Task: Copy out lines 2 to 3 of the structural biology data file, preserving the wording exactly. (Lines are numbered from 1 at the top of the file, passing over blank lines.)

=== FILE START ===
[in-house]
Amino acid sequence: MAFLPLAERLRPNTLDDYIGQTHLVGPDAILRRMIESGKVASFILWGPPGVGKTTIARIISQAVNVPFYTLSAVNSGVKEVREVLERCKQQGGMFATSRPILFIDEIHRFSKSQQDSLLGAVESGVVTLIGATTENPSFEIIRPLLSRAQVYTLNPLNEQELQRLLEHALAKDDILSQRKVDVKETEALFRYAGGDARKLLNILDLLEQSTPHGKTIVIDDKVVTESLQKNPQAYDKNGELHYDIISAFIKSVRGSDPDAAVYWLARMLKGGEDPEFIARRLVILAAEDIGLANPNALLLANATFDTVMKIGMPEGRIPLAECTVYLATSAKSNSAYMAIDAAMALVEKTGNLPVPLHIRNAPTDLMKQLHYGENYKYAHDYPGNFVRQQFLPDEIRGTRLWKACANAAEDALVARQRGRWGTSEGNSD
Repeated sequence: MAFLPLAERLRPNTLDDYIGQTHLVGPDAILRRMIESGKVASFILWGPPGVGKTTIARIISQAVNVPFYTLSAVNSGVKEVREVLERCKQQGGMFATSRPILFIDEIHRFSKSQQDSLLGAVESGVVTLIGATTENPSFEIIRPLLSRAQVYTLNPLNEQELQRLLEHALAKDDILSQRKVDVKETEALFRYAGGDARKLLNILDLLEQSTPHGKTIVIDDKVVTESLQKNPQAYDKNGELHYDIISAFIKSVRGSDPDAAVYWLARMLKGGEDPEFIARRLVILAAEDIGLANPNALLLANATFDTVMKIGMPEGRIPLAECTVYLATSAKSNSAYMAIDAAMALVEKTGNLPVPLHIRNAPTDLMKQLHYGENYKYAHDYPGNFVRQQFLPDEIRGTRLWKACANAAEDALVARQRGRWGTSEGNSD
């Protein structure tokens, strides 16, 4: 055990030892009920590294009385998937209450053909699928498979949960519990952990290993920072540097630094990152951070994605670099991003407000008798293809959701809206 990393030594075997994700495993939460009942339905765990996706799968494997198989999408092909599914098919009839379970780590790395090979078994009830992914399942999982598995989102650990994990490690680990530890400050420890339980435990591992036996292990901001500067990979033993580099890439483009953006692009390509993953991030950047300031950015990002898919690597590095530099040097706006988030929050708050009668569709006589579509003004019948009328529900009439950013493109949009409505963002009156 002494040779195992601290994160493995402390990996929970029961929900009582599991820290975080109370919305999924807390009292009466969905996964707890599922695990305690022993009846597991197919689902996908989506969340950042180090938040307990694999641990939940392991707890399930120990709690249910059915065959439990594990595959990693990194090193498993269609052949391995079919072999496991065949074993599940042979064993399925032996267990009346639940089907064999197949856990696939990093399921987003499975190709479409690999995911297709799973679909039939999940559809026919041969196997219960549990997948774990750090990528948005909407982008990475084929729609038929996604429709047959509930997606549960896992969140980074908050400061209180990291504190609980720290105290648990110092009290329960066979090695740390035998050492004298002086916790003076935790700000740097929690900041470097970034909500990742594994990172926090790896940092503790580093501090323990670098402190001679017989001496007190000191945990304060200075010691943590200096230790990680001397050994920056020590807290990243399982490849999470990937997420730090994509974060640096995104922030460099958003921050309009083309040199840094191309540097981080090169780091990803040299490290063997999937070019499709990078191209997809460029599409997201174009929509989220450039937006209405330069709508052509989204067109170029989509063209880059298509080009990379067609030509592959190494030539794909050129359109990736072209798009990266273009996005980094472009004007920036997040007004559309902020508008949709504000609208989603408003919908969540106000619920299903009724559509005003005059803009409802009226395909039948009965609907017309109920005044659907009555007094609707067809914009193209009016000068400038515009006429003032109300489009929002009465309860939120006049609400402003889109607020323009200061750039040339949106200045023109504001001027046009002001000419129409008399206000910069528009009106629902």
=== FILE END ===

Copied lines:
Amino acid sequence: MAFLPLAERLRPNTLDDYIGQTHLVGPDAILRRMIESGKVASFILWGPPGVGKTTIARIISQAVNVPFYTLSAVNSGVKEVREVLERCKQQGGMFATSRPILFIDEIHRFSKSQQDSLLGAVESGVVTLIGATTENPSFEIIRPLLSRAQVYTLNPLNEQELQRLLEHALAKDDILSQRKVDVKETEALFRYAGGDARKLLNILDLLEQSTPHGKTIVIDDKVVTESLQKNPQAYDKNGELHYDIISAFIKSVRGSDPDAAVYWLARMLKGGEDPEFIARRLVILAAEDIGLANPNALLLANATFDTVMKIGMPEGRIPLAECTVYLATSAKSNSAYMAIDAAMALVEKTGNLPVPLHIRNAPTDLMKQLHYGENYKYAHDYPGNFVRQQFLPDEIRGTRLWKACANAAEDALVARQRGRWGTSEGNSD
Repeated sequence: MAFLPLAERLRPNTLDDYIGQTHLVGPDAILRRMIESGKVASFILWGPPGVGKTTIARIISQAVNVPFYTLSAVNSGVKEVREVLERCKQQGGMFATSRPILFIDEIHRFSKSQQDSLLGAVESGVVTLIGATTENPSFEIIRPLLSRAQVYTLNPLNEQELQRLLEHALAKDDILSQRKVDVKETEALFRYAGGDARKLLNILDLLEQSTPHGKTIVIDDKVVTESLQKNPQAYDKNGELHYDIISAFIKSVRGSDPDAAVYWLARMLKGGEDPEFIARRLVILAAEDIGLANPNALLLANATFDTVMKIGMPEGRIPLAECTVYLATSAKSNSAYMAIDAAMALVEKTGNLPVPLHIRNAPTDLMKQLHYGENYKYAHDYPGNFVRQQFLPDEIRGTRLWKACANAAEDALVARQRGRWGTSEGNSD